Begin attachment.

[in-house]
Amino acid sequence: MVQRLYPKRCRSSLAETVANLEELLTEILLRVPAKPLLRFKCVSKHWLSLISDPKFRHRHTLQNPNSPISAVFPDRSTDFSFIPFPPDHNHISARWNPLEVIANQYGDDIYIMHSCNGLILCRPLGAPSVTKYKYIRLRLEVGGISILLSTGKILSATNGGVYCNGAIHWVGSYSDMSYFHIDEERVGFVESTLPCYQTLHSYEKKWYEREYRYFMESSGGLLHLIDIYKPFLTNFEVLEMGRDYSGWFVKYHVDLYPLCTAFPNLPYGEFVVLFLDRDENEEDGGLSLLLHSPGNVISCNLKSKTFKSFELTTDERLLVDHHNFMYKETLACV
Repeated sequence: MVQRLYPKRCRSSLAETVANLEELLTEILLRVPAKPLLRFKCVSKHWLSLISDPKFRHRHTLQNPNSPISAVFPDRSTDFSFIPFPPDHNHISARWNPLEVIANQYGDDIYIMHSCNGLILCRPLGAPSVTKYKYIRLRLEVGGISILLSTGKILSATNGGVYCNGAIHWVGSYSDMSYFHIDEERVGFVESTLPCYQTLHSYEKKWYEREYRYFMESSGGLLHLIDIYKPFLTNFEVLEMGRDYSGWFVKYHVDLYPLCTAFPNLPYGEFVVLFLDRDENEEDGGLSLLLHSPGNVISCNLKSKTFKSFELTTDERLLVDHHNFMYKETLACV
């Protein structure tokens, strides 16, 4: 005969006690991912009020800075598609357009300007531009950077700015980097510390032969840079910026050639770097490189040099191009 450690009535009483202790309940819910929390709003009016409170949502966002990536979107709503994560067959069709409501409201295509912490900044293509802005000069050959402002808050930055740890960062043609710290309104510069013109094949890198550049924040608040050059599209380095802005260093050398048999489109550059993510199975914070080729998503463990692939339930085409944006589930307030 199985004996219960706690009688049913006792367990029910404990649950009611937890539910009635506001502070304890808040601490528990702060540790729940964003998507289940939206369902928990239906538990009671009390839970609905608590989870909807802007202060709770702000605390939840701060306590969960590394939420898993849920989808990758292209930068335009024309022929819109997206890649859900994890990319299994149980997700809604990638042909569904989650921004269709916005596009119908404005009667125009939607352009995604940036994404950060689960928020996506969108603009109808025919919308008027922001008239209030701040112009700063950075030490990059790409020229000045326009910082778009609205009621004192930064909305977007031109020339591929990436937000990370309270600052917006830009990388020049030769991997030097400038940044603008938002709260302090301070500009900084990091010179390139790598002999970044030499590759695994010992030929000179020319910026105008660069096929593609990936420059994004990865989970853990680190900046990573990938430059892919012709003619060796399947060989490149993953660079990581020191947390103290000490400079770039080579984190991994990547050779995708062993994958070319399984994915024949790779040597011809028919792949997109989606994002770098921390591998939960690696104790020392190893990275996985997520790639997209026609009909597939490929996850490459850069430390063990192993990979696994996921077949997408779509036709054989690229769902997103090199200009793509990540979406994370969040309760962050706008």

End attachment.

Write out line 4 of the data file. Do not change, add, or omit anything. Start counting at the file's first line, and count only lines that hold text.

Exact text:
């Protein structure tokens, strides 16, 4: 005969006690991912009020800075598609357009300007531009950077700015980097510390032969840079910026050639770097490189040099191009 450690009535009483202790309940819910929390709003009016409170949502966002990536979107709503994560067959069709409501409201295509912490900044293509802005000069050959402002808050930055740890960062043609710290309104510069013109094949890198550049924040608040050059599209380095802005260093050398048999489109550059993510199975914070080729998503463990692939339930085409944006589930307030 199985004996219960706690009688049913006792367990029910404990649950009611937890539910009635506001502070304890808040601490528990702060540790729940964003998507289940939206369902928990239906538990009671009390839970609905608590989870909807802007202060709770702000605390939840701060306590969960590394939420898993849920989808990758292209930068335009024309022929819109997206890649859900994890990319299994149980997700809604990638042909569904989650921004269709916005596009119908404005009667125009939607352009995604940036994404950060689960928020996506969108603009109808025919919308008027922001008239209030701040112009700063950075030490990059790409020229000045326009910082778009609205009621004192930064909305977007031109020339591929990436937000990370309270600052917006830009990388020049030769991997030097400038940044603008938002709260302090301070500009900084990091010179390139790598002999970044030499590759695994010992030929000179020319910026105008660069096929593609990936420059994004990865989970853990680190900046990573990938430059892919012709003619060796399947060989490149993953660079990581020191947390103290000490400079770039080579984190991994990547050779995708062993994958070319399984994915024949790779040597011809028919792949997109989606994002770098921390591998939960690696104790020392190893990275996985997520790639997209026609009909597939490929996850490459850069430390063990192993990979696994996921077949997408779509036709054989690229769902997103090199200009793509990540979406994370969040309760962050706008």